Wednesday, April 26, 2006
Times-Picayune: “A New Gentilly”
Architect has big ideas for the neighborhood that include town centers and green space
Wednesday, April 26, by Coleman Warner
Determined to influence planning efforts across New Orleans, Miami-based architect Andres Duany and other advisers presented recovery ideas to Gentilly residents Tuesday night, calling for revamped business districts, ongoing technical help for homeowners and conversion of part of the St. Bernard public housing development to mixed-income housing.
Speaking to about 500 people who packed St. Leo the Great Church on Paris Avenue, Duany said residents should insist that a multimillion-dollar citywide planning effort now gearing up furnish a planner for each of 19 neighborhoods his team studied, to ensure that concerns peculiar to each area aren't ignored.
"You deserve a great deal of individual attention," he said, noting that the "tyranny of the majority" is a threat in broad planning exercises.
The large church lost power during a thunderstorm about 8:15 p.m. and many of those attending filed out. But Duany continued answering questions in near darkness. Another meeting is set for today at 7 p.m.to discuss the plan in more detail.
Tuesday's presentation culminated a charrette -- brainstorming and intensive design work, with frequent public feedback -- by dozens of architects and planners led by Duany and his firm, Duany Plater-Zyberk & Co. The glib, high-energy Duany is a controversial figure in architectural circles. But Gentilly residents, with few exceptions, responded warmly to the work by Duany and other New Urbanist planners who celebrate traditional streetscapes and seek to recreate pedestrian-friendly neighborhoods.
Working with the Gentilly Civic Improvement Association, the consultants tackled a dizzying array of issues in a flood-devastated stretch of New Orleans. Pontchartrain Park and Gentilly Woods already have launched a planning exercise and weren't included in the new planning study.
Among the group's preliminary recommendations:
-- Ask the City Council to create several neighborhood planning centers in Gentilly that could provide publicly funded architects to advise homeowners trying to rebuild. City planning for smaller geographic areas could be guided by such centers.
-- Establish a nonprofit Gentilly Neighborhood Housing Corp. to buy and renovate, or replace, abandoned homes, drawing financial support from government agencies and mortgage lenders. The corporation would directly support the work of the planning centers.
-- Convert the existing Gentilly Shopping Center at the junction of Elysian Fields Avenue and Gentilly Boulevard to a new town center that features a grassy public square, offices and residential uses along with retail stores.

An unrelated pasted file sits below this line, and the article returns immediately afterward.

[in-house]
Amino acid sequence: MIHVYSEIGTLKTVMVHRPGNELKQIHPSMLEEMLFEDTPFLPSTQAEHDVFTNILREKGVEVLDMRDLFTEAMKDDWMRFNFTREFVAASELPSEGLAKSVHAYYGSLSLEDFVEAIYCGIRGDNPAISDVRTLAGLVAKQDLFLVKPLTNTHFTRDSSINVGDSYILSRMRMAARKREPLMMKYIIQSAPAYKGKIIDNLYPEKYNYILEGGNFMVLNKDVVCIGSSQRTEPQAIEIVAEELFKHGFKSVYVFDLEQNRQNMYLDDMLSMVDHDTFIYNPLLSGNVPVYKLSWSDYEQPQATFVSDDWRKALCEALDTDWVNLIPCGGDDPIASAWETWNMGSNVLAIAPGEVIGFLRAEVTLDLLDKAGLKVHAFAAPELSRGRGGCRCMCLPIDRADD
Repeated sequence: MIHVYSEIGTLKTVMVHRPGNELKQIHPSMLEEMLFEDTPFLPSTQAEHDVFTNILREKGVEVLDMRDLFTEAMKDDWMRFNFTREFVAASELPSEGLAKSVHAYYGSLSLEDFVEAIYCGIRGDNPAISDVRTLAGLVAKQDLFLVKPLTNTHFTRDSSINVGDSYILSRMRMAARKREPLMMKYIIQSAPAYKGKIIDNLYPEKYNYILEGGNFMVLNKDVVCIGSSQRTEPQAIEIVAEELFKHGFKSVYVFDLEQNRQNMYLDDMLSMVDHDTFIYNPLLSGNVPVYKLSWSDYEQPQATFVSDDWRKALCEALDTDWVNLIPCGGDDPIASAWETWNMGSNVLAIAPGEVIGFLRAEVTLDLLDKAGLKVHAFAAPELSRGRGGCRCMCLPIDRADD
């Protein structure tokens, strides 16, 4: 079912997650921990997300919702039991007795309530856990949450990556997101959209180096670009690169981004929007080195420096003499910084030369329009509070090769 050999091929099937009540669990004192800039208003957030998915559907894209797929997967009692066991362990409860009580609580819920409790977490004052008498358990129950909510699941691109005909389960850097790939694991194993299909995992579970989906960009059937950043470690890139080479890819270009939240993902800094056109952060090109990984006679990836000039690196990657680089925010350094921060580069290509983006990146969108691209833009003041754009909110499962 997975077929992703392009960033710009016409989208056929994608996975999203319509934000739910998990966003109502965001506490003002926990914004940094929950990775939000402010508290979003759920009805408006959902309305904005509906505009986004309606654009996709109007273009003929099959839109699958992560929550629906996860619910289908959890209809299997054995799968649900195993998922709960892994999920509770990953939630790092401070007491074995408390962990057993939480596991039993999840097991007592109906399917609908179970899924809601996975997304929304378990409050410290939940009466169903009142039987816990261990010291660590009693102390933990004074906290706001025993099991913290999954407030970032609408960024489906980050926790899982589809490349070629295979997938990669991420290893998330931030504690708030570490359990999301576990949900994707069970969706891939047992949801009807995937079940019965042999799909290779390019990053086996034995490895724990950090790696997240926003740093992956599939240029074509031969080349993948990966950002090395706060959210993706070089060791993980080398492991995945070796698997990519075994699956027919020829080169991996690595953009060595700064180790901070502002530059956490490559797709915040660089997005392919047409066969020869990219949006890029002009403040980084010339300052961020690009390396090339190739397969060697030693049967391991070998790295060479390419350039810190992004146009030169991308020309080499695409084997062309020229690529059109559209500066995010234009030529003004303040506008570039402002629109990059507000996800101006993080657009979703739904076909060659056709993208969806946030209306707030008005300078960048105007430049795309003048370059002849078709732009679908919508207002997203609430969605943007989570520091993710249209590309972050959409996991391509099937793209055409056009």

-- Retain older, well-built sections of the St. Bernard housing complex for affordable or low-income housing, but urge federal officials to demolish more recently built parts of the development and allow construction of mixed-income housing. The existing public housing sections should be refurbished with new streets.
Government officials should give special attention to small neighborhood shopping districts and to former corner-store property uses to allow for a revival of communities marked by heavy pedestrian traffic, Duany told the crowd.
Earlier in the day Tuesday, as he presided over harried last-minute design work by volunteer architects from around the country at St. Leo the Great, Duany said he hopes his plan will become a key element of a citywide neighborhood planning effort.
But Duany, who served as a paid consultant to the Louisiana Recovery Authority in its planning work in other parishes, added that his team's plan must grab public notice or risk being ignored. Duany and his associates are, for now, footing their own bills in Gentilly.
Frustrated with a city planning agenda that may take several months, Duany said the one-week intensive meeting-and-design process in Gentilly should "set standards for speed. The people need help now."
Some architects and planners in New Orleans aren't fond of Duany and his brash, fast-track methods for planning neighborhoods and towns. And as the charrette process geared up last week, one zoning consultant and former New Orleans city planner, Pat Fretwell, said Duany's team is tackling complex issues that typically require months of hard work by local planners.
"When you get planners from outside of the city of New Orleans, they don't know the culture, they don't know the city and they come up with these idealized plans that don't work," Fretwell said.
Nikki Najiola, chairwoman of a planning committee for the civic group, said residents were at first skeptical of Duany's intentions. But the volunteer advisers demonstrated they were listening, Najiola said. When she raised the idea of forming a nonprofit corporation in Gentilly that could redevelop flood-damaged homes, the consultants immediately began researching funding options, she said.
Duany's team plans to produce a formal report from its Gentilly work in the next few weeks that will be posted on the civic group's Web site at www.gcia.us.
. . . . . . .
Coleman Warner can be reached at firstname.lastname@example.org or at (504) 826-3311.
TrackBack URL for this entry:
Listed below are links to weblogs that reference Times-Picayune: “A New Gentilly”: